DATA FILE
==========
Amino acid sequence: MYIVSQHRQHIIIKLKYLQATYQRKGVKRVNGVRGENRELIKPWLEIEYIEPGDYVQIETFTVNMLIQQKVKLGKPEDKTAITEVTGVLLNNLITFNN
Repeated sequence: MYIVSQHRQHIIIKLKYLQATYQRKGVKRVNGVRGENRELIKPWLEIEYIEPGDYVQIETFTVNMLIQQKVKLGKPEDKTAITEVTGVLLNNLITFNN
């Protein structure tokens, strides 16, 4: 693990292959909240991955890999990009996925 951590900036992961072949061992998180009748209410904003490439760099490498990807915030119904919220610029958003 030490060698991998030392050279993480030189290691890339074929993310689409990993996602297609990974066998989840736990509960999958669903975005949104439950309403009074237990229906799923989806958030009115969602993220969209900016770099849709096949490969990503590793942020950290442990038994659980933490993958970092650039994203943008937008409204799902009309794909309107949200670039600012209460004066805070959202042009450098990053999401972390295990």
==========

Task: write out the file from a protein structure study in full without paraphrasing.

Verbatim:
Amino acid sequence: MYIVSQHRQHIIIKLKYLQATYQRKGVKRVNGVRGENRELIKPWLEIEYIEPGDYVQIETFTVNMLIQQKVKLGKPEDKTAITEVTGVLLNNLITFNN
Repeated sequence: MYIVSQHRQHIIIKLKYLQATYQRKGVKRVNGVRGENRELIKPWLEIEYIEPGDYVQIETFTVNMLIQQKVKLGKPEDKTAITEVTGVLLNNLITFNN
């Protein structure tokens, strides 16, 4: 693990292959909240991955890999990009996925 951590900036992961072949061992998180009748209410904003490439760099490498990807915030119904919220610029958003 030490060698991998030392050279993480030189290691890339074929993310689409990993996602297609990974066998989840736990509960999958669903975005949104439950309403009074237990229906799923989806958030009115969602993220969209900016770099849709096949490969990503590793942020950290442990038994659980933490993958970092650039994203943008937008409204799902009309794909309107949200670039600012209460004066805070959202042009450098990053999401972390295990």